These little lumps that appear at the back of tongue can at times be an indication of certain oral infections as well as cancer of the mouth (Oral Cancer).
In the case of cancer, the lumps that are formed are normally less painful or not painful at all. Should the case be diagnosed as being oral cancer, then, the case will normally require a quick treatment.
Bumps that accompany a cancer infection can either be whitish or reddish in color, inflamed, and they tend to bleed more easily than the usual bumps.
See also Lump on tongue
Red bumps on back of tongue
Bumps that appear on the back of the back of the tongue can sometimes spread to the throat. Normally, there are natural bumps that are harmless on the tongue.
They can be as a result of so many minor causes but they tend to heal on their own over time and are no cause for alarm. However, some bumps that appear on the tongue can be caused by a number of serious medically related issues such as cancer to the less serious ones.
Some of the causes of the bumps that appear on the tongue are described as follows:
In this case, red or whitish bumps will appear on the tongue. However, if you have oral bumps, you may not necessarily be having cancer. This can only be determined by a medical doctor. Oral bumps that are caused by cancer are usually either painless or less painful and are rarely pernicious.
Bumps that appear at the back of the tongue as a result of cancers normally tend to bleed easily upon any slight irritation.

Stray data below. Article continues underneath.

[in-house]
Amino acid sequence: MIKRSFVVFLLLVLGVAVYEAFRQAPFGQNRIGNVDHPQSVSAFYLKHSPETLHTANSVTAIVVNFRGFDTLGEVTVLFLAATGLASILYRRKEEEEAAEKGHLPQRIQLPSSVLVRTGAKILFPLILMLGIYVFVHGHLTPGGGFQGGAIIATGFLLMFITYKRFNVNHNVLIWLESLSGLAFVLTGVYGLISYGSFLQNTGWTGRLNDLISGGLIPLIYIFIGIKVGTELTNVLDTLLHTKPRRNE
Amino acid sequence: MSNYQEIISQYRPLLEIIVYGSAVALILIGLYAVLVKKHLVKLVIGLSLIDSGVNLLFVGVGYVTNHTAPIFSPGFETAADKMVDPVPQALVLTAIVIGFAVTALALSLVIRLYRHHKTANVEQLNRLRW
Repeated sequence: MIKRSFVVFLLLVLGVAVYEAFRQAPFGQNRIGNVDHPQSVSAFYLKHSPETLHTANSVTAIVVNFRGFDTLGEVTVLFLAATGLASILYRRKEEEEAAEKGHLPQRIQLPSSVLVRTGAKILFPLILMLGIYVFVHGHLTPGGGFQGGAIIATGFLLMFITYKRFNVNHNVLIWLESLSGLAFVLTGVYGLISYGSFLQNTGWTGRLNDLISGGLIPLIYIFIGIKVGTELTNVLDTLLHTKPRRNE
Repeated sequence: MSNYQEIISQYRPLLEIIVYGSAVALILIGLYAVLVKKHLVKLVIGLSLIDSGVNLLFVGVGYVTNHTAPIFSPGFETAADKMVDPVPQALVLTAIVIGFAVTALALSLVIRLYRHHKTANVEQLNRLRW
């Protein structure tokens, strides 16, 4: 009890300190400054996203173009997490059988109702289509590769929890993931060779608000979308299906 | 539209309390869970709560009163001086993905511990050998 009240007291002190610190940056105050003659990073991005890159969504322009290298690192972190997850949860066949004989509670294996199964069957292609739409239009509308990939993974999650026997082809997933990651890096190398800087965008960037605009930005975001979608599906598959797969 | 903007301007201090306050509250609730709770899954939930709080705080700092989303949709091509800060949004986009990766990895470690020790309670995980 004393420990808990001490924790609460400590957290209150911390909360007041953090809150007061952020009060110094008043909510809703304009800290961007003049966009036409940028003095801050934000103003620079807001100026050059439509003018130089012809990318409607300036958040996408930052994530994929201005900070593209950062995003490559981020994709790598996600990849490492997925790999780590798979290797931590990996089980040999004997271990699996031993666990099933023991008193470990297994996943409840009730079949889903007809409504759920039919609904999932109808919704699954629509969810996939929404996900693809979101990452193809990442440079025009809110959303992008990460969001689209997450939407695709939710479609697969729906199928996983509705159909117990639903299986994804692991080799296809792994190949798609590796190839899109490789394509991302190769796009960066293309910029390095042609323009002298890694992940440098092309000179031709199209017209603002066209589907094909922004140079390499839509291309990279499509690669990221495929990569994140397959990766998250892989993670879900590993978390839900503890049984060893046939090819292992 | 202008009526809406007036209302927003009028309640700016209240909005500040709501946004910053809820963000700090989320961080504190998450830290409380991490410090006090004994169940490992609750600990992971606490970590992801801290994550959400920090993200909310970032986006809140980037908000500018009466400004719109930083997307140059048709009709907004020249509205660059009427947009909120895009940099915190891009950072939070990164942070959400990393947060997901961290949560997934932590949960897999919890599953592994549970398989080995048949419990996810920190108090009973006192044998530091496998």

In the event of a cancerous infection, these bumps will appear and they are likely to be accompanied by pain in the ears, difficulty in swallowing, persistent sore throat, numbness in the affected area, and most likely a persistent bad breath.
Bumps caused by allergies
Another cause of oral bumps that appear on the back of the tongue can be allergic reactions to certain stimuli. These stimuli could be certain medications and/or food and can cause the tongue to have uncomfortable bumps.
The bumps that are caused by allergic reactions are normally a bit larger than the usual bumps. They will appear on the back of the tongue and even visible around the throat.
These bumps that are caused by allergic reactions are normally rapid and can appear within a short time of contact between the tongue and the stimulus. The effects of such allergic reactions can have adverse effects that could even lead to such symptoms as swelling on the faces of some affected individuals.
The condition is referred to as an Oral Allergic Syndrome (abbreviated as OAS) and it might not only form bumps on back of tongue, but may also cause pains when swallowing, sore throats, and discomforts that might range from mild to severe. Should you suspect this condition, you should seek medical attention as soon as you can.